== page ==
Here at Hackberry, we love it when the seasons change. As the weather gets cooler we tend to reach towards warmer drinks. A good cup of hot tea releases the full flavor of your tea of choice and allows you to find all the subtleties in your favorite brew. It is important to note that “hot” and “iced” teas are preferred brewing methods, not specific tea types. Any tea, whether it be fruity or herbal, black or green, can be enjoyed both ways.
Although hot tea is delicious at any time of the year, one of the perks of drinking it in the cooler months is that it can increase your overall body temperature and make you feel much cozier. On brisk days or chilly nights, there is nothing better than brewing a nice cup of your favorite hot tea, bundling up with a comfy blanket, and enjoying your favorite book or movie.
The Difference Between Hot & Iced Tea
There are a couple of differences between hot and iced tea, other than just their temperatures. Typically, a cup of hot tea will have more flavor and elements than an iced cup of the same kind of tea. This is because many of the more subtle notes and flavors come out in hot tea but are subdued in chilled water with iced tea. In fact, most food and beverages have a less subtle taste when they are cold versus when they are warm.
Hot Tea Brewing Methods
We have already covered a few specific methods for brewing tea in some of our other blog posts. For a quick, at-a-glance guide for brewing different teas, check out our Hackberry Brewing Guide. There are two essential things to keep in mind when talking about brewing hot tea: water temperature and steep time. In general, most tea types require the water to be at about 200°F. However, it is crucial to note that both green and white tea asks for significantly cooler temperatures. Teas in the white and green tea families are looking for temperatures around 175°F. This temperature decrease is because green and white teas are more sensitive to water temperature, and putting them in water that is too hot can cause the tea leaves to burn and produce a more bitter cup. At Hackberry, we note the recommended water temperature on each of our bags of tea so you never have to guess.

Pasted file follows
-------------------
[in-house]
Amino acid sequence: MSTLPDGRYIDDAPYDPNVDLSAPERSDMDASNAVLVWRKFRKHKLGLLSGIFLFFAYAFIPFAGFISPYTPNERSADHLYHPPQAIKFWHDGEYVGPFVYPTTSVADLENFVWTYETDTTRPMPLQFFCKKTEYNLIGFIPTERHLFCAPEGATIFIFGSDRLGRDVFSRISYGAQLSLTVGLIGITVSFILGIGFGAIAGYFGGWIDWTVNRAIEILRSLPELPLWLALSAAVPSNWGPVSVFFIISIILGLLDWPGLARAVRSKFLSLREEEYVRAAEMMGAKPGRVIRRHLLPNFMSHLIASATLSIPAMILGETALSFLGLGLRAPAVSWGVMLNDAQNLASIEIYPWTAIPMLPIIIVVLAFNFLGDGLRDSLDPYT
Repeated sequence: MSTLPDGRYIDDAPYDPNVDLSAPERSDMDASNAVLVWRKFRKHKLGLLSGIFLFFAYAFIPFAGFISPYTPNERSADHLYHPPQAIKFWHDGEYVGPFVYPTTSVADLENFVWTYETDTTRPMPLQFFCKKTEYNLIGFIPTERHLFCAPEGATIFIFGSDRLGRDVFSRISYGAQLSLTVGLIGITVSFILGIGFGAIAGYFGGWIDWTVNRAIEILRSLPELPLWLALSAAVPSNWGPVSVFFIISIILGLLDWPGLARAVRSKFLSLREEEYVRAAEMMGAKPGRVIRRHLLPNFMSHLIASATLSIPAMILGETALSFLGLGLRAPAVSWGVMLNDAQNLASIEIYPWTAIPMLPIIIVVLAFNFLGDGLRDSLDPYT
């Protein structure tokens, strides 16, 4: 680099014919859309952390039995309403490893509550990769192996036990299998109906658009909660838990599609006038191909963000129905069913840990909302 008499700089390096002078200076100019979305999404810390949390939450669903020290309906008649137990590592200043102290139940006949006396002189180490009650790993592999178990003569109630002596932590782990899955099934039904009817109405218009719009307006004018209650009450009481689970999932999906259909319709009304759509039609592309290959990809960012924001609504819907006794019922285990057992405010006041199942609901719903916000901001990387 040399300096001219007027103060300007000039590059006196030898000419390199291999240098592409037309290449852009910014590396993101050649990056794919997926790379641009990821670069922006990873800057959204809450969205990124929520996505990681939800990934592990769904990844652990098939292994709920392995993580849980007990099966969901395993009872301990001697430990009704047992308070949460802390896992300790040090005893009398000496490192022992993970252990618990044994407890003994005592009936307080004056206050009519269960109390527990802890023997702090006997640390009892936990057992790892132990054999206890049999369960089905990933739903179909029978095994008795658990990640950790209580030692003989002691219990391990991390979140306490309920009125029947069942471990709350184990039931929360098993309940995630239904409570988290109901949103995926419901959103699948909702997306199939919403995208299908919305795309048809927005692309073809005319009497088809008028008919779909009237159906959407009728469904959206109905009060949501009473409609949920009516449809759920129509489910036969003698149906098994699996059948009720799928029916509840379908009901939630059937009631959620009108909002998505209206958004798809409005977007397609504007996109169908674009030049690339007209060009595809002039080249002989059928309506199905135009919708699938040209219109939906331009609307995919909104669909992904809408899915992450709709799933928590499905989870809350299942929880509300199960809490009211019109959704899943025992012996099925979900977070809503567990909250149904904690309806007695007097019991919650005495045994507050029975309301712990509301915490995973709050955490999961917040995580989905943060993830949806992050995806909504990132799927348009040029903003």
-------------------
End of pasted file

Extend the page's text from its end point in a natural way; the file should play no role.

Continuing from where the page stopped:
Steep time is the other important factor when making your favorite cup of hot tea. All teas require vastly different steep times, even the ones that ask for similar water temperatures. Getting the proper steep time for your tea is all about giving it the right amount of time to develop the correct flavors and letting the tannins in the tea release to give your tea color and some extra kick. If you steep for too long, the tannins overwhelm the other natural flavors, and you end up with a more bitter cup. If you don't steep it long enough, your tea is just going to be slightly flavored water with none of the taste or benefits of a typical cup of tea. Make sure you pay careful attention to the steep time on whatever kind of tea you choose to make! If you feel like you want more flavor out of your tea, increase the amount of loose-leaf tea you use, rather than changing the temperature or steep time. Just like water temperature, we note the recommended steep time on every bag of Hackberry tea.
Our Favorite Teas for a Warm Brew
Every tea we offer can be enjoyed warm, but there are certain types that shine with this brewing method. Below are some of our favorite “warm-brewed” teas depending on the mood or event.
Rest & Relaxation